Before Jesse LeBeau helped sell expensive basketball sneakers for Kobe Bryant or the “Black Mamba,” through shoe commercials, it was “Bob Mamba” who sold him on important life values.
LeBeau, the first of three speakers headlining this year’s Pillars of America Speaker Series, inspired over 500 attendees in Centennial Hall to set goals and have the courage to follow through with them. The Ketchikan native relayed childhood humiliations that nearly derailed his pursuit to play basketball at the highest levels.
One of the more poignant moments arrived about midway through the 45-minute talk, when LeBeau singled out his dad, or “Bob Mamba” seated at one of the front tables.
“When we were playing baseball on the Little League field, or he was rebounding 10,000 free throws for me in one month after I won the Elks Hoop Shoot or even when I was playing soccer,” LeBeau said, “he always taught me that it was bigger than the game and it’s the lessons that you learn through sports that are so important.”
LeBeau had the room’s rapt attention the moment he ran on stage with a basketball. As hip-hop music filled the convention center, LeBeau twirled the basketball from his fingers, spinning it along his arms and behind his head and even balancing on it for several seconds.
The actor, who was a stunt performer on the feature-length basketball movie “Thunderstruck” and has appeared in TV shows and commercials, gave Yaakoosgé Daakahidi High School sophomore Gabe Morrison a $100 bill and backpack full of goodies. Morrison was the first to the stage after LeBeau dangled the loot and asked, “Who wants it?”
“Taking action is the biggest thing that separates winning from losing in our lives,” LeBeau said after giving away the big bill. “Too often, we wait, we hope, we dream, we mediate, we write a pros and cons list, we ask our friends, we ask Snapchat. … All those things aren’t bad, they’re good, they’re all part of the process. But at a certain point, an opportunity presents itself, and you either act … or you can just sit and not have a new backpack with $100, two DVDs, two frisbees.”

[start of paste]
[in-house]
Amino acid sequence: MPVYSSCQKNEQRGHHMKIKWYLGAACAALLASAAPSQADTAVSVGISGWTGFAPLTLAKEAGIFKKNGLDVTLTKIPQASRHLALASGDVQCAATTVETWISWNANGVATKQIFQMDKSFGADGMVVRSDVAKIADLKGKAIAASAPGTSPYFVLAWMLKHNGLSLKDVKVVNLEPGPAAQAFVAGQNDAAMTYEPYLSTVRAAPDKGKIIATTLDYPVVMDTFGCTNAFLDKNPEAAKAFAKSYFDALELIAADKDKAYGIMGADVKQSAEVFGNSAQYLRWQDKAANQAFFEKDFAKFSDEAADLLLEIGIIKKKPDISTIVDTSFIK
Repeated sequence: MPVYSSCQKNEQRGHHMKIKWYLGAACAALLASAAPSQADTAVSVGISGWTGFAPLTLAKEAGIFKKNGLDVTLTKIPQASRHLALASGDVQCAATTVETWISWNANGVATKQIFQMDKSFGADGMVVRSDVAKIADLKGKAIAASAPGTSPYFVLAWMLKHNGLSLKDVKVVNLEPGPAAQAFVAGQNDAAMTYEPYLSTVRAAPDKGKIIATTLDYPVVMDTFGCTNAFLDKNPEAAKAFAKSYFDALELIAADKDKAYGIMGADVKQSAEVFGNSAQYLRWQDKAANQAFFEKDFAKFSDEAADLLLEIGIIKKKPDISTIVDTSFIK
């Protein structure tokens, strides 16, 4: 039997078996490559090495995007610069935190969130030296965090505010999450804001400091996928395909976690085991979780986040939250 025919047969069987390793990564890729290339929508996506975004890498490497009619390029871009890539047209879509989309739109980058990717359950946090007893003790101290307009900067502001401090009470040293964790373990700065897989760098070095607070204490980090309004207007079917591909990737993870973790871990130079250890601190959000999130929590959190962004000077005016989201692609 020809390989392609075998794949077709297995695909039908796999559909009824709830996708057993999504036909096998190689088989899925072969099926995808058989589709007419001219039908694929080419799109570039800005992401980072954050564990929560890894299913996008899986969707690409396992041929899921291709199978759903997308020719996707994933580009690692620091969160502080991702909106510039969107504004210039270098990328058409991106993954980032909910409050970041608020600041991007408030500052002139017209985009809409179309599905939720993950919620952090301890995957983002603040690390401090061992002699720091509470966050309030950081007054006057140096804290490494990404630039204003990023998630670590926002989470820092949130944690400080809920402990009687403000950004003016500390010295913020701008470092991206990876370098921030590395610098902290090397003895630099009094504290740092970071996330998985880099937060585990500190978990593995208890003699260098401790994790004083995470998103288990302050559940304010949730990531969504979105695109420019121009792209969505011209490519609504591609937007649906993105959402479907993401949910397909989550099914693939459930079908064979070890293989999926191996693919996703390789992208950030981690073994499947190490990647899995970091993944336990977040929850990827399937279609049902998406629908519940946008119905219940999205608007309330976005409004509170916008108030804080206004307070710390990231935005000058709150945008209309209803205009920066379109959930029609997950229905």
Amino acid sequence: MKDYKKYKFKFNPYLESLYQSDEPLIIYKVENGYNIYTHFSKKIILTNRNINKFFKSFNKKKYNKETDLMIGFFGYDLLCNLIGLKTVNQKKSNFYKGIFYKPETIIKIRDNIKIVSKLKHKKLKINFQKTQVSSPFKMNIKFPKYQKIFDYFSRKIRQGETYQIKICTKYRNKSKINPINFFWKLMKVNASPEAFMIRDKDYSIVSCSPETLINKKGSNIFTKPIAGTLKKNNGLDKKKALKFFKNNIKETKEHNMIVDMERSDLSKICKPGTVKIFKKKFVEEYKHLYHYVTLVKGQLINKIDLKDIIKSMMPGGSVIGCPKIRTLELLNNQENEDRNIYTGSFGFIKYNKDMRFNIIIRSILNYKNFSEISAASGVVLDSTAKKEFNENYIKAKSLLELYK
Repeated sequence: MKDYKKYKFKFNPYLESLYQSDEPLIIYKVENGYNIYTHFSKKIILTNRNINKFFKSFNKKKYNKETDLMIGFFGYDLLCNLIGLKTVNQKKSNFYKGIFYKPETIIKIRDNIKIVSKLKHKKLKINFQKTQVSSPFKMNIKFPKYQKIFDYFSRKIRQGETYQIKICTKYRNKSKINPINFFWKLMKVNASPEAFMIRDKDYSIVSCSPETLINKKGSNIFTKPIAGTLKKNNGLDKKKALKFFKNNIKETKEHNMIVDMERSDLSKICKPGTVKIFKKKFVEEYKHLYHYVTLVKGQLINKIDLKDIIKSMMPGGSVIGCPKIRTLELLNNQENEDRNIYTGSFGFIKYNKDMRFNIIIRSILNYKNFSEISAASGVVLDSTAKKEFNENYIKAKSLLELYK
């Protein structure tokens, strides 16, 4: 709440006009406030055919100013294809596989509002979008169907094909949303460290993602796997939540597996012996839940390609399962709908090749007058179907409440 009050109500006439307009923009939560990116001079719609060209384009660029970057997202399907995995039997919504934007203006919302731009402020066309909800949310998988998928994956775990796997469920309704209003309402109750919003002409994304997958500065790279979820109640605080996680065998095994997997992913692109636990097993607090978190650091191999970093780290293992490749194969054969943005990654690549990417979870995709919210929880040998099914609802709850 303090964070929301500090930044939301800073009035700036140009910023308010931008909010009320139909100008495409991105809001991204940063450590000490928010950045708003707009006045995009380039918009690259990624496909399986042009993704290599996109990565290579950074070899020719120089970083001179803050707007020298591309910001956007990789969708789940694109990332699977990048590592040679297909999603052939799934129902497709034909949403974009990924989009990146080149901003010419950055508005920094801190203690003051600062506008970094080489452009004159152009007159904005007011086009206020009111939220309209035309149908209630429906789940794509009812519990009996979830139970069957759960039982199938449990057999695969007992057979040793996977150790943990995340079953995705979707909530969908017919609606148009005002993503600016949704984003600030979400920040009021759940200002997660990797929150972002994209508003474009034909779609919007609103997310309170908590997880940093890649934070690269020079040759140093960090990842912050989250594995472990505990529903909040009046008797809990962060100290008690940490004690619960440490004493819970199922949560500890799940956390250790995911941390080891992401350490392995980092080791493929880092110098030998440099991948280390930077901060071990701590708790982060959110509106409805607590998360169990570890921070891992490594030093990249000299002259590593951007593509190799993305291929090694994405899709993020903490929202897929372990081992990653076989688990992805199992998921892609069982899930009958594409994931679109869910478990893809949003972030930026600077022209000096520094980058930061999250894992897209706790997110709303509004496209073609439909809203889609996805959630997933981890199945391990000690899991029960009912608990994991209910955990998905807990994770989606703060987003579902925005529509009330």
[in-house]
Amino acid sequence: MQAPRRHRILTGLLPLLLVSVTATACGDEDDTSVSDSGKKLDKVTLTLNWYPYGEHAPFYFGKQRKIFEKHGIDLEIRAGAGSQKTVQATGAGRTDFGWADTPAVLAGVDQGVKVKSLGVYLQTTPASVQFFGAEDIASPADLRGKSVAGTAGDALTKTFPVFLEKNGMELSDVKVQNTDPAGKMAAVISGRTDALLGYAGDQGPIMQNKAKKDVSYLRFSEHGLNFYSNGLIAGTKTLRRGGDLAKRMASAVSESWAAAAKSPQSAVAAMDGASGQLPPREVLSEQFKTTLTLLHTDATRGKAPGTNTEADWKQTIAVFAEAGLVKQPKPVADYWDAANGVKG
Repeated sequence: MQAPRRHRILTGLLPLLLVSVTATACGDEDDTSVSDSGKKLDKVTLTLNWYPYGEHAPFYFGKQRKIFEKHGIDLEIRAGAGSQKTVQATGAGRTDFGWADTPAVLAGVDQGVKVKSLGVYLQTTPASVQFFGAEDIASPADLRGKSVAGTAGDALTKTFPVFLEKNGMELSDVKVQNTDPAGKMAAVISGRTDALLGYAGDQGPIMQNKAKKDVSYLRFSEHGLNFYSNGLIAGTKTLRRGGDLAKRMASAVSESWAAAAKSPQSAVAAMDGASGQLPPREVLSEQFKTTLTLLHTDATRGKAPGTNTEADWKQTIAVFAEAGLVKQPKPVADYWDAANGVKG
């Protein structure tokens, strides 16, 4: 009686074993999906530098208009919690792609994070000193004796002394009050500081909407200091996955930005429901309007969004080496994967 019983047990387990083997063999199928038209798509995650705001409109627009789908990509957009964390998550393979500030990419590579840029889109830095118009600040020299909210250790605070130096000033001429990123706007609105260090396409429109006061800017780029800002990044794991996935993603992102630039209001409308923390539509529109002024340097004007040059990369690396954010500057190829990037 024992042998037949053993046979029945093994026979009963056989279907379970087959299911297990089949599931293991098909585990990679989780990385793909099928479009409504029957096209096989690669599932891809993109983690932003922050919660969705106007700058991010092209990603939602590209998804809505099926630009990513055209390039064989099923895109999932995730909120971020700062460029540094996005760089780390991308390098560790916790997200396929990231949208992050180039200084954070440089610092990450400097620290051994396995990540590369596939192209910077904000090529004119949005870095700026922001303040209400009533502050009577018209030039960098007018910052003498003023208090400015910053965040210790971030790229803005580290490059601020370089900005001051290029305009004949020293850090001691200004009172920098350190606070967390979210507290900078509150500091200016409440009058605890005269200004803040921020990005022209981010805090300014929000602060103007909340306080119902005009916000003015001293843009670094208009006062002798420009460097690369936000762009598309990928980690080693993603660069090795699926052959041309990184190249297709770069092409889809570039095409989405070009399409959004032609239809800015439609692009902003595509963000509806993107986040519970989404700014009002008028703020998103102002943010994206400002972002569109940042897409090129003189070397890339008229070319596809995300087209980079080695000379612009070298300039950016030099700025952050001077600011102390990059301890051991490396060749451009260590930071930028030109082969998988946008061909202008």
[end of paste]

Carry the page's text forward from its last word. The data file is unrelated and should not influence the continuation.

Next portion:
LeBeau spent much the speech exhorting the youth to face their struggles head on. Afterward, an autograph line stretched several hundred feet from the stage, each teenager eager to share a word with the genial affable story teller.
“There’s a lot of people who are going through difficult things, and if you’re one of those people, my encouragement for you today is for you to speak up,” LeBeau said near the end of the speech. “Just like that. Take action with the example of Gabe. If you don’t take action, if you don’t find an adult, a mentor, a friend that you can share what’s going on to, it’s very unlikely it’s going to get better.”
Morrison said he learned a valuable lesson from LeBeau.
“I learned that no one can tell you what to do when you believe in it,” Morrison said. “You need to believe in yourself; no one else.”